I don't even know that it's possible to do that with Heather Ross.
I purchased How to Catch a Frog shortly after its release. With every page I read, I found that I had less in common with Heather Ross than I did the page before. She grew up in poverty, with a single mother who rejected every norm. I grew up privileged with a stay-at-home father who had a list of rules and expectations that resembles a roll of toilet paper and a working mother who was so loving it’s almost suffocating. Ross loved being outdoors, swimming in ponds and rivers. I drove my swim team coaches crazy when I woudn’t get into the pool because it was littered with floating dead crickets. Ross remembered being hungry and cold. I complained when my dad cooked fish and ate peanut butter sandwiches instead. She was independent at an early age. I'm twenty-three, married, and we live with my parents while we're saving money for a house. She dated bad boys and bearded men who don't find front doors to be a priority. When I was nineteen, I married my husband who is total homebody. She lived in a log cabin with no power for more than a year. I can’t last more than a couple hours without internet, let alone power. She is adventurous and tenacious. I am anxious, calculated, and borderline reclusive.
The only similarities I could find is that we both like animals, drawing, and sewing. How many millions of people could say the same thing? Given this list of overwhelming differences, what is it that made me feel so close to Ross while reading How to Catch a Frog?
I made a conscious effort to read the book slowly, a chapter per night at max. I've learned that reading too passionately is like drinking out of a hose. You just can't take it all in. I savored every story Ross told. There was something that really spoke to me in those stories that I could relate to. The tone of her writing undulates from nostalgia to a strange sadness. I think it's that feeling of looking at your childhood through the lens of an adult. Looking at who you used to be from a standpoint of who you are.
|as a sagittarius, i can attest to this statement|
The impression I got from How to Catch a Frog was that Ross felt her mother deprived her of a “normal” life. I think if I had known Ross as a teen or young adult, I would have been completely unable to relate to her because her life wasn’t just abnormal...it was completely off the map from where I was standing. And that has a lot to do with my father. He has a rigid definition of what it means to be “normal.” Had Ross been a classmate of mine, he probably would have branded her family a bunch of eccentric nutjobs who are never going anywhere in life.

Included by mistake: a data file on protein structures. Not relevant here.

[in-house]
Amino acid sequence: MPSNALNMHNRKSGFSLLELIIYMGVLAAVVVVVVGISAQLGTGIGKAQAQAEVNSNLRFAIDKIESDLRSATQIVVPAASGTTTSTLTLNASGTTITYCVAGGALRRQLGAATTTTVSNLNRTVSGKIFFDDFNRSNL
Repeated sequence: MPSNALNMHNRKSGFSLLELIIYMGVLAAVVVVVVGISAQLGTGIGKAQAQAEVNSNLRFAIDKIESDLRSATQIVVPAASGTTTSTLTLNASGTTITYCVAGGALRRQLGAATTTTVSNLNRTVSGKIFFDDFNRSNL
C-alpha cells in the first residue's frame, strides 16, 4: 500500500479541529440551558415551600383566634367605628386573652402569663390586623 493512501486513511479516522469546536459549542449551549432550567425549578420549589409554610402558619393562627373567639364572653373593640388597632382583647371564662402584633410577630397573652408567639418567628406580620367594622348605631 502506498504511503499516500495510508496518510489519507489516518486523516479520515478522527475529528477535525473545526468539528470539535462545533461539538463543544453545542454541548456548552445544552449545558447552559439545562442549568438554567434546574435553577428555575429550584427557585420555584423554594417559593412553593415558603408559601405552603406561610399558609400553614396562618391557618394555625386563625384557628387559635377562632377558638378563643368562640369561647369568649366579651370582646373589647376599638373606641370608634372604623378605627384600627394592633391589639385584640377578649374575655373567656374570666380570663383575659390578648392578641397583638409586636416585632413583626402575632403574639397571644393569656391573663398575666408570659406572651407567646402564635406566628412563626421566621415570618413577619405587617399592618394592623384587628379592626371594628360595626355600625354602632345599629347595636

While Ross may have felt her mother denied her a “normal” life, I feel that my father denied me a creative life. I learned very young that if I showed him my drawings, he would just remind me, “that won’t get you a job.” He indirectly taught me to be critical of myself. To this day, I feel internally dysfunctional because I need to constantly monitor my negativity to keep it from stifling my creative spirit. Sometimes I wonder if things wouldn’t be this way if my father had been different. Sometimes I blame him for feeding my cynical side. He didn’t try to stamp out my creativity, but he made it clear that I should never expect it to amount to anything. He raised me to see things in black and white. He was an accountant after all. Maybe he couldn’t help himself.
Improv quilting with my treasured Heather Ross scraps is a way for me to let go of the anger over the past and anxiety about the future. I can create without structure or rules, and the artwork reminds me to tune out the self doubt and criticism. While Ross may have longed for something to ground her, I look for something to set me free.
That’s why I can’t hate the unicorn anymore. It’s flawed. It’s rough. It’s something I would have erased a thousand times and eventually given up on. It represents something I am still learning to do: embracing imperfection.
|my super-special-awesome scrap bin and Heather Ross FQs|